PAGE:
PALMDALE — Drivers on Avenue S on Thursday might have noticed a line of picketers at the Kaiser Permanente facility. These members of SEIU-United Healthcare Workers West are not on strike, but they rallied to bring forward their concerns regarding contract negotiations that began this week.
“Kaiser has lost their way, so we’re trying to get them back on track as a company that works with their employees,” union representative Melanie McBride said.
As negotiations have only just begun, neither side has yet to hear specific proposals.
Union members, however, named concerns they wish to see addressed during the negotiation process.
These include safe staffing levels; ensuring a “workforce of the future,” which means providing the same benefits for younger employees as those who have been employed longer; continue to create good jobs; and maintain a strong management partnership, McBride said.
The union represents more than 55,000 Kaiser Permanente employees statewide, according to the SEIU-UHW, which includes positions such as licensed vocational nurses, respiratory therapist, radiology technicians, medical office assistants, service staff and nutritionists.
The union plans another event on May 23 at the Kaiser facility in Lancaster on Avenue L. Both are part of statewide effort by the union to bring attention to the contract negotiations and their concerns.
The goal of the action is to “help them understand that Kaiser is successful because the frontline workers do an excellent job,” retired union member Lorraine Rowe said. Rowe remains active with the union as a retiree and is working to ensure today’s members receive the same benefits, such as pensions, as she has.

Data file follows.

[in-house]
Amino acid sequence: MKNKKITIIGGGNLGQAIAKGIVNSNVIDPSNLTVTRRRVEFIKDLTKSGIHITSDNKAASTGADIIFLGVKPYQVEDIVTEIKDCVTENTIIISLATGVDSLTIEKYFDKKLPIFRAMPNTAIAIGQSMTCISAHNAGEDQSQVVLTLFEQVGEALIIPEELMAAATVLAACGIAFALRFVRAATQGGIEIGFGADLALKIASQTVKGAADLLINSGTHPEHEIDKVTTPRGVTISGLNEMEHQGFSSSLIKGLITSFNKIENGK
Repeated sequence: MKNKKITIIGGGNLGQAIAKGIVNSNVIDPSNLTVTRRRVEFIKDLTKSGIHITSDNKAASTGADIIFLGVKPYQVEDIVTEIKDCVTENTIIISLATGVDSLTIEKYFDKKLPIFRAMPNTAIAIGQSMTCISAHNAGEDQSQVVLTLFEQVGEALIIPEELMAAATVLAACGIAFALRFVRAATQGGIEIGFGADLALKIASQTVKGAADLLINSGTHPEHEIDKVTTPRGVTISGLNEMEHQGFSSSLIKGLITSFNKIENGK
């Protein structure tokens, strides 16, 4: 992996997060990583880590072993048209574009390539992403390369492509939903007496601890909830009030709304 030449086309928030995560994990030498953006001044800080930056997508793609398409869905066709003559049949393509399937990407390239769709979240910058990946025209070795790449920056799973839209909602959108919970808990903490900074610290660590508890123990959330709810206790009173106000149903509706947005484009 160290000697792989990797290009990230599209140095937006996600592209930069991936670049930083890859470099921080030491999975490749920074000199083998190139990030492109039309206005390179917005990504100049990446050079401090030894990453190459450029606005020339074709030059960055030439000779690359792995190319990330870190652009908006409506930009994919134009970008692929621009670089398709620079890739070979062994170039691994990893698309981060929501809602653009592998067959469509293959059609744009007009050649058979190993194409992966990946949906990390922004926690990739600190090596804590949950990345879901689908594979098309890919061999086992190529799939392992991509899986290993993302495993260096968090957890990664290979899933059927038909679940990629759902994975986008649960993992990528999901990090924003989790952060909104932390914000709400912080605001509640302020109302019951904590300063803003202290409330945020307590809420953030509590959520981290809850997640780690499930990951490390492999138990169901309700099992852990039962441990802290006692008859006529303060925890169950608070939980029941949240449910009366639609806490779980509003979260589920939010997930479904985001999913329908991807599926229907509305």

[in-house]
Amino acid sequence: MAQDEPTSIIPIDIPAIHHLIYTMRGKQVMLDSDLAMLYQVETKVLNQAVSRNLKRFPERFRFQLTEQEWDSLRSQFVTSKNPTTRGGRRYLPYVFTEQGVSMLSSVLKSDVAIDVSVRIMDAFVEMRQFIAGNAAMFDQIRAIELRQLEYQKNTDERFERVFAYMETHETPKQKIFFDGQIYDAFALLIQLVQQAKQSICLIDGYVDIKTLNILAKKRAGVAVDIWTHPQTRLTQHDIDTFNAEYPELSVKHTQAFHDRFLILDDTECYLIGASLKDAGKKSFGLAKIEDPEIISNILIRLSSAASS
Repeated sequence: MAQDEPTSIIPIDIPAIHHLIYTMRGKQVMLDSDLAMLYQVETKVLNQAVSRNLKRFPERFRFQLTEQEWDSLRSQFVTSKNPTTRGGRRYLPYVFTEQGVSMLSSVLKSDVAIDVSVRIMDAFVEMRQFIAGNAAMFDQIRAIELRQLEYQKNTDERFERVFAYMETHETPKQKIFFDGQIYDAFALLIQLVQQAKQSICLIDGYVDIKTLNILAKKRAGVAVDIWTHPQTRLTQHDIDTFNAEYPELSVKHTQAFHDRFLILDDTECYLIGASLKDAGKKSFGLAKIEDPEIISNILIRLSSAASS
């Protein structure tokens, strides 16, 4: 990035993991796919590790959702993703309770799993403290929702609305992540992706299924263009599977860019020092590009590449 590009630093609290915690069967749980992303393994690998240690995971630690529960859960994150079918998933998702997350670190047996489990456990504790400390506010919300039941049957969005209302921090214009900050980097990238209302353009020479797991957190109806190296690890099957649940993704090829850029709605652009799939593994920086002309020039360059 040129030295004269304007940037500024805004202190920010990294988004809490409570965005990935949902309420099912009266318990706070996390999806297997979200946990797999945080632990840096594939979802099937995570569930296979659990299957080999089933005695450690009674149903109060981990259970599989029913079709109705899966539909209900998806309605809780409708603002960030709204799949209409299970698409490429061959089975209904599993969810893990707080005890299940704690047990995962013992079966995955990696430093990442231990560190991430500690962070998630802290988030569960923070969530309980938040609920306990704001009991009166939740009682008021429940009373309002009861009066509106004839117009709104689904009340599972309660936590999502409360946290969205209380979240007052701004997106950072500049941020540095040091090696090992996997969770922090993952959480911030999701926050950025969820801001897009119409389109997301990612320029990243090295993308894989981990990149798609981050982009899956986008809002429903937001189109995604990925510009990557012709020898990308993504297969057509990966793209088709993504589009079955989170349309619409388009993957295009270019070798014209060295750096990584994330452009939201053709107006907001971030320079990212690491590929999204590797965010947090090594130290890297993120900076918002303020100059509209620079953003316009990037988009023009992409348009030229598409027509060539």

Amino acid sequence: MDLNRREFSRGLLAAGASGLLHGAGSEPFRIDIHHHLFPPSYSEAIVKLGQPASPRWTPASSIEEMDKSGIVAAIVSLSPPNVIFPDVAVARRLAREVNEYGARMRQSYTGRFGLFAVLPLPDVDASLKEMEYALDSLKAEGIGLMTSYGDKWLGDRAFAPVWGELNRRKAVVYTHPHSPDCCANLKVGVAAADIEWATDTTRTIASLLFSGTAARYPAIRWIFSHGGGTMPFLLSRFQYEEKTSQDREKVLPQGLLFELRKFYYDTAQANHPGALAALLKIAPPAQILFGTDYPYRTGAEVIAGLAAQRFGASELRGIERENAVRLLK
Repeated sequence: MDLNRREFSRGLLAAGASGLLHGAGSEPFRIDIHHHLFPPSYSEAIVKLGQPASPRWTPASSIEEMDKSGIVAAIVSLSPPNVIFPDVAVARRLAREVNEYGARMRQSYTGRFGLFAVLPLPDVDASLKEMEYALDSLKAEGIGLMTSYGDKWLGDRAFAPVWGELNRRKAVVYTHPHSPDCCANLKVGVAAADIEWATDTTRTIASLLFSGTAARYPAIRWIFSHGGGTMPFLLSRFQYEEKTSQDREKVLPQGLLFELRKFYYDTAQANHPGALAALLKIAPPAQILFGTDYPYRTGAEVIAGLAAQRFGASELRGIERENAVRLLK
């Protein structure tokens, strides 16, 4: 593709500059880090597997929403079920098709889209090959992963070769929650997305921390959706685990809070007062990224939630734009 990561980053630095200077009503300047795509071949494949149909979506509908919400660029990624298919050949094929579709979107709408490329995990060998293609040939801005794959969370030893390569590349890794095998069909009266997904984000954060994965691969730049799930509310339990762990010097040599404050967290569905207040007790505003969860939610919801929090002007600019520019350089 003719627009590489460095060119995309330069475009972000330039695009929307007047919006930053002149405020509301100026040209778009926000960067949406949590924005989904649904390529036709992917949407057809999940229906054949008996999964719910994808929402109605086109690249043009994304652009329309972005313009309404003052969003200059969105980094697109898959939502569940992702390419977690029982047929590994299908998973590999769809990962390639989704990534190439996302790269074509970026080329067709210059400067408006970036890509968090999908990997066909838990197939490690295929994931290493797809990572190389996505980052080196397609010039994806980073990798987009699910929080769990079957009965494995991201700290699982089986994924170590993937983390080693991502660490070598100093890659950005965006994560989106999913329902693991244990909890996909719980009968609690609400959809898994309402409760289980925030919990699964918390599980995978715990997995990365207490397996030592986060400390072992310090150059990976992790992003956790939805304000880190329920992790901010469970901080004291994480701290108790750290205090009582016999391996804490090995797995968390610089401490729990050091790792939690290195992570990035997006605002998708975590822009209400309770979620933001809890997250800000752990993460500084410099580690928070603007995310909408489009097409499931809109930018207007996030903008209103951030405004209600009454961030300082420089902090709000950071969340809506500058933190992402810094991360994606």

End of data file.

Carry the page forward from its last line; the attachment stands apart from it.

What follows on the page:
Those picketing are not taking time from their work schedules, but they took part during their lunch breaks and when they were otherwise not on the clock. No patient care was impacted, union and Kaiser officials said.
Kaiser has contracts with 22 unions, officials said. In the past, these unions have negotiated together as a block. This year, however, SEIU-UHW is in separate negotiations with the healthcare company. The company is also still negotiating with the National Union of Healthcare Workers, which represents Kaiser’s mental health care workers.
“We have a history of really working well with our unions, no matter what the disagreements might be,” said Carole Eaken, Kaiser’s director of human resources business partner for the Antelope Valley and Panorama City “I’m a person that believes that the unions want what is best for our members, as well as management, so it’s a matter of really focusing in. Sometimes we have different ways of getting there, but it’s really important that we listen to our own employees.”
The unions and management have local committees that meet monthly to address concerns, which has helped to take care of issues as they arise, separate from contract negotiations, Kaiser Chief Administrative Officer Linda Lawson said.
“With that rich history of having labor peace, for the most part, I think that we have really been able to focus on patient care,” Eaken said.
Kaiser has a five-star Medicare rating — the highest obtainable — which the union and management attribute to the efforts of its employees.